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Development of Political Institutions The transfer of more authority from Britain to the colonies was helped by Britain's adoption of free trade in the late 1840s. Free trade, which meant that Britain would buy from the lowest-price supplier and sell in the most profitable market, eliminated—at least in principle—the need for colonies. Thus, in 1850, without having to unite into a common front, the eastern colonies received new constitutions. Victoria, South Australia, and Van Diemen's Land (which changed its name to Tasmania in 1854) were given legislative councils, with two-thirds of the membership to be elected. New South Wales had been granted the same provision in 1842.By the mid-1850s each of the four eastern colonies refashioned its governmental system and gained control over its land policy. The new systems vested power in a cabinet or council of ministers responsible to the legislature and provided a popularly elected assembly as a part of that legislature. Voting by ballot (instead of by the raising of hands) and other innovations made the new governments quite democratic. The new constitutions reflected the interests of the urban populations, who wanted to reduce the political power of the graziers, but the graziers still managed, during the 1850s and 1860s, to gain more security in their landholdings.
Find these interesting facts and more on the Queensland State Government at:
Qld Case Law
Supreme Court of Queensland - Court of Appeal Decisions 1998-
Queensland Planning and Environment Court Decisions 1999-
Anti-Discrimination Tribunal Queensland 1998-
Queensland Building Tribunal 1996-
Queensland Industrial Relations Commission Decisions 1999-
Find these and more interesting facts on Western Australian State Government at:
WA Case Law
Supreme Court of Western Australia Decisions 1999-
Western Australian Information Commissioner Decisions 1994-
Western Australian Consolidated Acts
Western Australian Consolidated Regulations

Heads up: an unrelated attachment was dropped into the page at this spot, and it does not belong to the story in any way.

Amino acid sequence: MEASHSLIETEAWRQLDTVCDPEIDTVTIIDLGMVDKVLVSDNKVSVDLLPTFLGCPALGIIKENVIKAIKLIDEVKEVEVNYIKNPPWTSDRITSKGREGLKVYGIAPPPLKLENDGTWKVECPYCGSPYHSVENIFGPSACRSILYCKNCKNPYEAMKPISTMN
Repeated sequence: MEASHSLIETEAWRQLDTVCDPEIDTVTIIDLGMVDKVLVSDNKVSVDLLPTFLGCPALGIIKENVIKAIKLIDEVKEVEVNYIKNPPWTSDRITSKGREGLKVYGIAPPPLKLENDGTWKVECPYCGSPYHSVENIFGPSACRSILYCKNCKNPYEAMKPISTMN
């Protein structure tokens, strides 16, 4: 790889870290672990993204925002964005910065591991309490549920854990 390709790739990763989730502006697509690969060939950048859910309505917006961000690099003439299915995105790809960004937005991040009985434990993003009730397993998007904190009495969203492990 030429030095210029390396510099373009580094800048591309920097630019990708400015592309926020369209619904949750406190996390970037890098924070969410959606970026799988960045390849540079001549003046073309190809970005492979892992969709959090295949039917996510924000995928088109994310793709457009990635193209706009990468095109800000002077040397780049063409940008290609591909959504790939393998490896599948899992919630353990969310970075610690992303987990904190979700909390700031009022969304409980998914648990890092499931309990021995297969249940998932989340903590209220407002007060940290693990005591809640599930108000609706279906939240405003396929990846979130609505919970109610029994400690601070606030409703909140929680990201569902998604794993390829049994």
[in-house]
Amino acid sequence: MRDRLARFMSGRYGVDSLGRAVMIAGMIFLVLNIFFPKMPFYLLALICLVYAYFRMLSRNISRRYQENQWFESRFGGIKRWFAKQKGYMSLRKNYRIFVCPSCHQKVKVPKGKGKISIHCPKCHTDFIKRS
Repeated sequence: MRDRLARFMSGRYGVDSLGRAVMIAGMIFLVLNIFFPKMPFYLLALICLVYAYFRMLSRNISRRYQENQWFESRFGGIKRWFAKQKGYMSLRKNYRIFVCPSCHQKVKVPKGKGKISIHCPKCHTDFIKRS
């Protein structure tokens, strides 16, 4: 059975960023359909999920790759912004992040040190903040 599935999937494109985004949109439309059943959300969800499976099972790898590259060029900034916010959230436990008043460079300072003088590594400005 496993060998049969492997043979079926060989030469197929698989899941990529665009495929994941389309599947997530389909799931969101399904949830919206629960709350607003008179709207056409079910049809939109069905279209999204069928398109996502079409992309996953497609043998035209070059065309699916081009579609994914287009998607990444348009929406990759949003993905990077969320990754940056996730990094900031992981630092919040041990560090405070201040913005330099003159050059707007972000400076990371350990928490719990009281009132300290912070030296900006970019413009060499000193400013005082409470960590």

Australia, a federal parliamentary democracy, is an independent self-governing state and a member of the Commonwealth of Nations. The constitution of Australia, which became effective in 1901, is based on British parliamentary traditions, and includes elements of the United States system. The head of state is the British sovereign, and the head of government is the Australian prime minister, who is responsible to the Australian Parliament. All powers not delegated to the federal government are reserved to the states. Australia is a founding member of the United Nations (UN).
New South Wales
Find these and a lot more State Government facts at:
NSW Case Law
Supreme Court of New South Wales - Court of Criminal Appeal Decisions 1999-
Compensation Court of New South Wales Decisions 1985-
Drug Court of New South Wales Decisions 1999-
Land and Environment Court of New South Wales Decisions 1988-
Find these interesting facts and more on the South Australian State Government at:
SA Case Law
Supreme Court of South Australia Decisions 1989-
South Australian Residential Tenancies Tribunal Decisions 1997-
South Australian Consolidated Acts
South Australian Consolidated Regulations
The executive power of the commonwealth is vested in a governor-general (representing the British sovereign) and a cabinet, presided over by the prime minister, which represents the party or coalition holding a majority in the lower house of parliament. The parliament consists of two houses. The distribution of federal and state powers is roughly like that in the United States. British intervention in Australian affairs was formally abolished in 1986. From its early years the federal government has been noted for its liberal legislation, such as woman suffrage (1902), old-age pensions (1909), and maternity allowances (1912). There are four main political parties: Liberal, Labor, National, and Democratic
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Formally, executive authority in Australia is vested in the governor-general, who is appointed by the British monarch in consultation with the Australian prime minister. The British monarch is also the royal head of Australia, but has no real power in the government and serves as a symbolic head of state. The governor-general acts only on the advice of the Executive Council, or cabinet, comprising all ministers of state. Federal policy in practice is determined by the cabinet, which is chaired by the prime minister, who is the head of the majority party in parliament. The ministers are responsible for the individual departments of the federal government, and these departments are administered by permanent civil servants.